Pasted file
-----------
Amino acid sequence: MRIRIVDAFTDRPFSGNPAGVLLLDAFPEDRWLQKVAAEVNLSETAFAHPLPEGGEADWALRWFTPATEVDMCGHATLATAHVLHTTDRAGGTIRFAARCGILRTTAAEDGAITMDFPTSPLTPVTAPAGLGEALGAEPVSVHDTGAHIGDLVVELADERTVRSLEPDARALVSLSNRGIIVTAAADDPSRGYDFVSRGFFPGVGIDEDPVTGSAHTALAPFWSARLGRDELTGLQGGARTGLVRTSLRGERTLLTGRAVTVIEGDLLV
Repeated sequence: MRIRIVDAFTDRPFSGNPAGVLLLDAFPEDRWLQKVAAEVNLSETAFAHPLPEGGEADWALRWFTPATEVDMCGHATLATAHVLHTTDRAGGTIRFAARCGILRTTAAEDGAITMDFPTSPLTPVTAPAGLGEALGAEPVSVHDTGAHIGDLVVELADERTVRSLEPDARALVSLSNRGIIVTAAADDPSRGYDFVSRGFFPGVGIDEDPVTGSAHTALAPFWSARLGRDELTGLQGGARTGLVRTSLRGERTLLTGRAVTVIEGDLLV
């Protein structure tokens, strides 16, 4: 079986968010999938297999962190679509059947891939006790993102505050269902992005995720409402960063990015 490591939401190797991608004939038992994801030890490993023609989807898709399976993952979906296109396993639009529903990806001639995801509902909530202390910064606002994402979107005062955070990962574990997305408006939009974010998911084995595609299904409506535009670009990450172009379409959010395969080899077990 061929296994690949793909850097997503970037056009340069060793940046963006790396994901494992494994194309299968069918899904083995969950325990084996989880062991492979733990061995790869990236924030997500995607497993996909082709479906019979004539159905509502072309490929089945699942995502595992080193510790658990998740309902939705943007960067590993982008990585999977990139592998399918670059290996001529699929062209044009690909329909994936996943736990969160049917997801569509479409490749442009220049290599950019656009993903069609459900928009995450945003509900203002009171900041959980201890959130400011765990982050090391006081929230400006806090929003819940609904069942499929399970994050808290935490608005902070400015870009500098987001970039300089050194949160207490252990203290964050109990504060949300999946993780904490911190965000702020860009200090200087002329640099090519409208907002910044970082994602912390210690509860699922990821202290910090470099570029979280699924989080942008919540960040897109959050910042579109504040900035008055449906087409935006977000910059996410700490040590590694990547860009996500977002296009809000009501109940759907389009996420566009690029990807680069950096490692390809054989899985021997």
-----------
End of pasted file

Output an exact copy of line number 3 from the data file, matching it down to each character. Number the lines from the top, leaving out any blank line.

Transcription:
């Protein structure tokens, strides 16, 4: 079986968010999938297999962190679509059947891939006790993102505050269902992005995720409402960063990015 490591939401190797991608004939038992994801030890490993023609989807898709399976993952979906296109396993639009529903990806001639995801509902909530202390910064606002994402979107005062955070990962574990997305408006939009974010998911084995595609299904409506535009670009990450172009379409959010395969080899077990 061929296994690949793909850097997503970037056009340069060793940046963006790396994901494992494994194309299968069918899904083995969950325990084996989880062991492979733990061995790869990236924030997500995607497993996909082709479906019979004539159905509502072309490929089945699942995502595992080193510790658990998740309902939705943007960067590993982008990585999977990139592998399918670059290996001529699929062209044009690909329909994936996943736990969160049917997801569509479409490749442009220049290599950019656009993903069609459900928009995450945003509900203002009171900041959980201890959130400011765990982050090391006081929230400006806090929003819940609904069942499929399970994050808290935490608005902070400015870009500098987001970039300089050194949160207490252990203290964050109990504060949300999946993780904490911190965000702020860009200090200087002329640099090519409208907002910044970082994602912390210690509860699922990821202290910090470099570029979280699924989080942008919540960040897109959050910042579109504040900035008055449906087409935006977000910059996410700490040590590694990547860009996500977002296009809000009501109940759907389009996420566009690029990807680069950096490692390809054989899985021997």